Nigel Gore as Porter; photo: Daniel Rader
As King Duncan Nigel Gore rules the moments he is given with a regal and honest sense of character. Later, while being murdered in his bed, Gore appears in the highly comic role of The Porter. With some new lines about viagra and some delicious comic gestures, he wins the night in this much coveted role. Later in the play, unannounced in the program, he become a doctor sent to observe the madness of Lady Macbeth. He also plays Duncan's ghost, not often seen in this play. Gore is such a good actor that there is never a misplaced moment, gesture, grimace or grin. In fact, he makes each of his roles different and yet identifiably his own.
Almost as good in their roles are Thomas Brazzle as Macduff, one of the young actor's best appearances to date, and Deaon Griffin-Pressley as Malcolm. Ella Loudon, playing Banquo, managed to make most of her lines indecipherable with an accent so thick and broad that it damaged words to the point of non-recognition. Mark Zeisler did very well as Ross, one of the most compassionate characters in the play.
Tod Randolph as Lady Macbeth; photo: Daniel Rader
Gregory Boover made good on his multiple roles although they were indistinguishable from one another. Still his words were clearly spoken and his choreographed movements were well delivered. In the sleep-walking scene Boover took over the role of waiting-gentlewoman and proved it didn't matter who had been watching Lady M in her mysterious nighttime jaunts through the palace.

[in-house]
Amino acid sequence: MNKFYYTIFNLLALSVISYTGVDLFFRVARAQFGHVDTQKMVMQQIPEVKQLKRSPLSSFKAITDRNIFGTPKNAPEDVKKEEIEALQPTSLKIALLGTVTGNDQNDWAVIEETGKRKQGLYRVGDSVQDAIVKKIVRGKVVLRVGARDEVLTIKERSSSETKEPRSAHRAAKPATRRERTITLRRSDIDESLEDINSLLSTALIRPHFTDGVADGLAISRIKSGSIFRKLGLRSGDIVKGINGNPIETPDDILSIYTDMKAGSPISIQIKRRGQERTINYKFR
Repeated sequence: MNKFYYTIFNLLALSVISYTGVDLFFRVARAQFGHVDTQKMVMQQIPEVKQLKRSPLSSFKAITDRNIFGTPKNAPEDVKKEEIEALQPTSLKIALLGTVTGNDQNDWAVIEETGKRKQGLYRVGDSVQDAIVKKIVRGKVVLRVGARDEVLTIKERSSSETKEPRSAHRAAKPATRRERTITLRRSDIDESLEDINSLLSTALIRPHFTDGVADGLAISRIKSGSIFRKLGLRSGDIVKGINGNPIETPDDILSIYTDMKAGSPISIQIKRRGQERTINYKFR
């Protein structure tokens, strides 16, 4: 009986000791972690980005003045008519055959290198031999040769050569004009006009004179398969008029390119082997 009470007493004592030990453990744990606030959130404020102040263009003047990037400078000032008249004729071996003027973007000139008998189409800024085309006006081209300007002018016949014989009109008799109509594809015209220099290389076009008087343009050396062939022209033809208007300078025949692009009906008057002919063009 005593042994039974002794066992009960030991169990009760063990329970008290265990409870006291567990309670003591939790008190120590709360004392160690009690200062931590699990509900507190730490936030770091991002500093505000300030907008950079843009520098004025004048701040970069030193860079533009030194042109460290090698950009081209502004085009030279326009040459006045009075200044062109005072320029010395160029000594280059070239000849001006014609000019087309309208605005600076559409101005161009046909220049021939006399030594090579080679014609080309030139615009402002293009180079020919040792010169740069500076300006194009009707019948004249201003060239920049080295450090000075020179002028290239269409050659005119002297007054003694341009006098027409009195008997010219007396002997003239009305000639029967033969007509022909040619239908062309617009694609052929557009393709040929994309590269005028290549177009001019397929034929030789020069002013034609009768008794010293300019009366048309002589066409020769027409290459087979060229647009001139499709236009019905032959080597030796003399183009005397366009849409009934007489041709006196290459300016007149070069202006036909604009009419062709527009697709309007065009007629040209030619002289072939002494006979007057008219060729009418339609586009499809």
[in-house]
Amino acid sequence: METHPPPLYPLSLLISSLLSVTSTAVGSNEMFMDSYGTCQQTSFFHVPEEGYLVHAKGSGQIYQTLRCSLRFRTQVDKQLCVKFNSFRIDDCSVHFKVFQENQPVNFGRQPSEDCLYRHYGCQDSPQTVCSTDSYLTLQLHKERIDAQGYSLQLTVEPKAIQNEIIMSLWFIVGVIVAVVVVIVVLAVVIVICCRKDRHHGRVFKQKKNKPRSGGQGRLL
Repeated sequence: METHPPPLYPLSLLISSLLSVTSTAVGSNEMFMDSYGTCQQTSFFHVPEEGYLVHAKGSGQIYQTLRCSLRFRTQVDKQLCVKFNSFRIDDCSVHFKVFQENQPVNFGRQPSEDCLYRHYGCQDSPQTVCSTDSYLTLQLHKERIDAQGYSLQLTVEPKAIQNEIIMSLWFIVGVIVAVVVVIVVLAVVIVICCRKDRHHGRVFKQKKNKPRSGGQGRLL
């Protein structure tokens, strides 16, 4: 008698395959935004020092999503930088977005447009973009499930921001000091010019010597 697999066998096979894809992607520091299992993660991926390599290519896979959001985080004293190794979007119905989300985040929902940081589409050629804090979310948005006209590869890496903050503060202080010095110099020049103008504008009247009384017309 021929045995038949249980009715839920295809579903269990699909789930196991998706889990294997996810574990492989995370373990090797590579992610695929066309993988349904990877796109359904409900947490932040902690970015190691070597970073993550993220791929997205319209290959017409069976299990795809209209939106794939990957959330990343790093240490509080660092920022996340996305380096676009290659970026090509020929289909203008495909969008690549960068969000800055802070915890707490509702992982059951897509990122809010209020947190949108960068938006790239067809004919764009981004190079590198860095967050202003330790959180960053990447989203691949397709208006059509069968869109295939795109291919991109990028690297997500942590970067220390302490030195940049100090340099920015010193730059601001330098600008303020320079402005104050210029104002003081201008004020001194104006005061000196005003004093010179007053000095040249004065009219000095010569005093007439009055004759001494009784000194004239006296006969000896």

It is Lady Macbeth who sets much of the tone of the play and Tod Randolph gives her an apathetic haze in this version. Her words speak of passion and craving but her delivery spoke of controlled aversion. Randolph, in the sleep-walking scene calls for the elimination of her stains but they are never cursed, never "damned" as Shakespeare wrote, but merely spots that haunt her mildly. The missing word, coming as it does so early in the speech, drives the emotional reaction to her need to expunge the evidence that doesn't actually exist. It calls for a heavenly response to this hellish condition she has brought upon herself through her actions and her inspiring her husband to action. The calmness of the scene, followed by the news of her death, left one feeling that she died too soon and too easily. Randolph is such a fine actress that to have deprived her of the intensity of her character here was to deny her ability to do it justice which I am sure she could have done from top to bottom, but as directed by Bensusson she was just a woman with a dream that she shoves into reality without recourse or remorse of any kind.
Zoe Laiz as Hecate; photo: Daniel Rader